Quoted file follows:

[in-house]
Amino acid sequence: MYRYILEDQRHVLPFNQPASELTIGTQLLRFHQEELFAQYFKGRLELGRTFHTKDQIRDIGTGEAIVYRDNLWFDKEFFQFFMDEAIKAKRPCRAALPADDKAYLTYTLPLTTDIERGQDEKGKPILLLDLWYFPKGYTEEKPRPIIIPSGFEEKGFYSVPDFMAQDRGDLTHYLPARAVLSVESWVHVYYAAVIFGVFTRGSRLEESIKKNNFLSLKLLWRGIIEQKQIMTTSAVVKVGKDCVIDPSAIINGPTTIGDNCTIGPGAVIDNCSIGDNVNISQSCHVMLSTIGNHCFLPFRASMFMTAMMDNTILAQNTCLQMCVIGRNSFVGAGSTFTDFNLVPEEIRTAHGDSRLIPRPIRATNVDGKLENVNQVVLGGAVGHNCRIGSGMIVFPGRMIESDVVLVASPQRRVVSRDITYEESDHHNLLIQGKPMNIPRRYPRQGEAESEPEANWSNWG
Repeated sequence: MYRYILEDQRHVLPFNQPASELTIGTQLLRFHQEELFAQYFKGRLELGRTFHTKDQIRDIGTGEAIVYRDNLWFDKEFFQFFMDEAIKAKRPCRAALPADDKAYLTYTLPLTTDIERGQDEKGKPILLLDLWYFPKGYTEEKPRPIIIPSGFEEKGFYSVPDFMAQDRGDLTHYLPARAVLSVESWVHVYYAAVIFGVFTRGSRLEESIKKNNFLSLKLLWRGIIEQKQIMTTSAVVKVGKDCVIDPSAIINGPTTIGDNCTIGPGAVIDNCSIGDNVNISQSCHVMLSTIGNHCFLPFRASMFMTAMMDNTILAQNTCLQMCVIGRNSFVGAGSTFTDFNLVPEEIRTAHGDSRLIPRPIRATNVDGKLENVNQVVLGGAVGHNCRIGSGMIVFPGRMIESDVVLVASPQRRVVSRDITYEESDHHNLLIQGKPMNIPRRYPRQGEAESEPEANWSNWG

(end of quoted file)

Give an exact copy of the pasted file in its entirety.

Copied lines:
[in-house]
Amino acid sequence: MYRYILEDQRHVLPFNQPASELTIGTQLLRFHQEELFAQYFKGRLELGRTFHTKDQIRDIGTGEAIVYRDNLWFDKEFFQFFMDEAIKAKRPCRAALPADDKAYLTYTLPLTTDIERGQDEKGKPILLLDLWYFPKGYTEEKPRPIIIPSGFEEKGFYSVPDFMAQDRGDLTHYLPARAVLSVESWVHVYYAAVIFGVFTRGSRLEESIKKNNFLSLKLLWRGIIEQKQIMTTSAVVKVGKDCVIDPSAIINGPTTIGDNCTIGPGAVIDNCSIGDNVNISQSCHVMLSTIGNHCFLPFRASMFMTAMMDNTILAQNTCLQMCVIGRNSFVGAGSTFTDFNLVPEEIRTAHGDSRLIPRPIRATNVDGKLENVNQVVLGGAVGHNCRIGSGMIVFPGRMIESDVVLVASPQRRVVSRDITYEESDHHNLLIQGKPMNIPRRYPRQGEAESEPEANWSNWG
Repeated sequence: MYRYILEDQRHVLPFNQPASELTIGTQLLRFHQEELFAQYFKGRLELGRTFHTKDQIRDIGTGEAIVYRDNLWFDKEFFQFFMDEAIKAKRPCRAALPADDKAYLTYTLPLTTDIERGQDEKGKPILLLDLWYFPKGYTEEKPRPIIIPSGFEEKGFYSVPDFMAQDRGDLTHYLPARAVLSVESWVHVYYAAVIFGVFTRGSRLEESIKKNNFLSLKLLWRGIIEQKQIMTTSAVVKVGKDCVIDPSAIINGPTTIGDNCTIGPGAVIDNCSIGDNVNISQSCHVMLSTIGNHCFLPFRASMFMTAMMDNTILAQNTCLQMCVIGRNSFVGAGSTFTDFNLVPEEIRTAHGDSRLIPRPIRATNVDGKLENVNQVVLGGAVGHNCRIGSGMIVFPGRMIESDVVLVASPQRRVVSRDITYEESDHHNLLIQGKPMNIPRRYPRQGEAESEPEANWSNWG